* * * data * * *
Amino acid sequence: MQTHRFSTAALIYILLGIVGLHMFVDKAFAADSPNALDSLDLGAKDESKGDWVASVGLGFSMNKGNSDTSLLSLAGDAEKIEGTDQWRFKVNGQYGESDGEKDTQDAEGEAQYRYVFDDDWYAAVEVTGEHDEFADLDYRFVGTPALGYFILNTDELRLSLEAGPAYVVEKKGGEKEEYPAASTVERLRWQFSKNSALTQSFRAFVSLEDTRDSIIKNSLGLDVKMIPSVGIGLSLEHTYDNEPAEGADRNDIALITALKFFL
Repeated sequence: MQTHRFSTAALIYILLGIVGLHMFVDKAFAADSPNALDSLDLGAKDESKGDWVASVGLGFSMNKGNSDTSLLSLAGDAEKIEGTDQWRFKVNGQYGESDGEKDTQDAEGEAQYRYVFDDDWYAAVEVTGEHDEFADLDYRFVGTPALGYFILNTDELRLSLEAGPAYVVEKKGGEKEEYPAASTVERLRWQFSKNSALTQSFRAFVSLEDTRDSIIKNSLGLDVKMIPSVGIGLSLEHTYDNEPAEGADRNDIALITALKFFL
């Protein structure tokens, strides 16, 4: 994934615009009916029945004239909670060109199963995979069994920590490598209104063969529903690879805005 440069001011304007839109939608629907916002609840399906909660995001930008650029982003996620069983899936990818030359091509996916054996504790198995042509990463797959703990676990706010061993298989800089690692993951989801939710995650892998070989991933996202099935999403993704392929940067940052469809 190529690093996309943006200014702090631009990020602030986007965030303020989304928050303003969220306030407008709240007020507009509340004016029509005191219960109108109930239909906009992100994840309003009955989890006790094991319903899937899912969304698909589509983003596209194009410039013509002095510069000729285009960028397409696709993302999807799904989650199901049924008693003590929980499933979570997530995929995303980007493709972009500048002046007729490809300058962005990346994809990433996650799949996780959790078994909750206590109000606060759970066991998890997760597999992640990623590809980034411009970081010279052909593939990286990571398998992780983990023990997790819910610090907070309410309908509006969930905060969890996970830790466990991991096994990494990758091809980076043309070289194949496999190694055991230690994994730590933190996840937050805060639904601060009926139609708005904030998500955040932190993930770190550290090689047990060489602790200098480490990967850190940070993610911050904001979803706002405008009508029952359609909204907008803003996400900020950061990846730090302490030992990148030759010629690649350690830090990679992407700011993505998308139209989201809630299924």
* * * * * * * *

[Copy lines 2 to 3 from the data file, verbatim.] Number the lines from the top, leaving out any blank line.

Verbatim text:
Repeated sequence: MQTHRFSTAALIYILLGIVGLHMFVDKAFAADSPNALDSLDLGAKDESKGDWVASVGLGFSMNKGNSDTSLLSLAGDAEKIEGTDQWRFKVNGQYGESDGEKDTQDAEGEAQYRYVFDDDWYAAVEVTGEHDEFADLDYRFVGTPALGYFILNTDELRLSLEAGPAYVVEKKGGEKEEYPAASTVERLRWQFSKNSALTQSFRAFVSLEDTRDSIIKNSLGLDVKMIPSVGIGLSLEHTYDNEPAEGADRNDIALITALKFFL
């Protein structure tokens, strides 16, 4: 994934615009009916029945004239909670060109199963995979069994920590490598209104063969529903690879805005 440069001011304007839109939608629907916002609840399906909660995001930008650029982003996620069983899936990818030359091509996916054996504790198995042509990463797959703990676990706010061993298989800089690692993951989801939710995650892998070989991933996202099935999403993704392929940067940052469809 190529690093996309943006200014702090631009990020602030986007965030303020989304928050303003969220306030407008709240007020507009509340004016029509005191219960109108109930239909906009992100994840309003009955989890006790094991319903899937899912969304698909589509983003596209194009410039013509002095510069000729285009960028397409696709993302999807799904989650199901049924008693003590929980499933979570997530995929995303980007493709972009500048002046007729490809300058962005990346994809990433996650799949996780959790078994909750206590109000606060759970066991998890997760597999992640990623590809980034411009970081010279052909593939990286990571398998992780983990023990997790819910610090907070309410309908509006969930905060969890996970830790466990991991096994990494990758091809980076043309070289194949496999190694055991230690994994730590933190996840937050805060639904601060009926139609708005904030998500955040932190993930770190550290090689047990060489602790200098480490990967850190940070993610911050904001979803706002405008009508029952359609909204907008803003996400900020950061990846730090302490030992990148030759010629690649350690830090990679992407700011993505998308139209989201809630299924």